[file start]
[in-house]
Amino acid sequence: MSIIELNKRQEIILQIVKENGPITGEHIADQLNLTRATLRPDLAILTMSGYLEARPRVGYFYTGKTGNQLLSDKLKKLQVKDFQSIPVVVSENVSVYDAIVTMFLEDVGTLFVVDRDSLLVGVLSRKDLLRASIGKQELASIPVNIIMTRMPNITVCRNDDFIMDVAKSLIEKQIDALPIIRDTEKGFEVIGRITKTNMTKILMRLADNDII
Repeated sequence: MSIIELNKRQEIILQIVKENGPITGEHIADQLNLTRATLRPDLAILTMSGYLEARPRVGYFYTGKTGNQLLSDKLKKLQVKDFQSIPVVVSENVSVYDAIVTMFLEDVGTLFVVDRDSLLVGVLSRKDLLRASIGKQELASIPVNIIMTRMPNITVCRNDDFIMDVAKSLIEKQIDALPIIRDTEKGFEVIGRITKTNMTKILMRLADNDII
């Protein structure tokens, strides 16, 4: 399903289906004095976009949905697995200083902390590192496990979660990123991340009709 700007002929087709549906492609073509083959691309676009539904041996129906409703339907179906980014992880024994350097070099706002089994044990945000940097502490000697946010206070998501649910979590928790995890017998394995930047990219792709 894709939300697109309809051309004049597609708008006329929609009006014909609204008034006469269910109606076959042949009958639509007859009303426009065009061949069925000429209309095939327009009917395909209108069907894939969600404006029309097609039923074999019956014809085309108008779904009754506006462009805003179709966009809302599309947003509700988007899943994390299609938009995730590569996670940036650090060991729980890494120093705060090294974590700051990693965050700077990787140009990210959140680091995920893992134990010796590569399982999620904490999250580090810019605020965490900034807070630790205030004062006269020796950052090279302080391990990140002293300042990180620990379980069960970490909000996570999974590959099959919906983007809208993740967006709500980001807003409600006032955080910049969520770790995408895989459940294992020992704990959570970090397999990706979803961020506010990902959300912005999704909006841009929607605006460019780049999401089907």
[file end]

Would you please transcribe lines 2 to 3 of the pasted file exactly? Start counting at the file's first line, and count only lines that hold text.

Amino acid sequence: MSIIELNKRQEIILQIVKENGPITGEHIADQLNLTRATLRPDLAILTMSGYLEARPRVGYFYTGKTGNQLLSDKLKKLQVKDFQSIPVVVSENVSVYDAIVTMFLEDVGTLFVVDRDSLLVGVLSRKDLLRASIGKQELASIPVNIIMTRMPNITVCRNDDFIMDVAKSLIEKQIDALPIIRDTEKGFEVIGRITKTNMTKILMRLADNDII
Repeated sequence: MSIIELNKRQEIILQIVKENGPITGEHIADQLNLTRATLRPDLAILTMSGYLEARPRVGYFYTGKTGNQLLSDKLKKLQVKDFQSIPVVVSENVSVYDAIVTMFLEDVGTLFVVDRDSLLVGVLSRKDLLRASIGKQELASIPVNIIMTRMPNITVCRNDDFIMDVAKSLIEKQIDALPIIRDTEKGFEVIGRITKTNMTKILMRLADNDII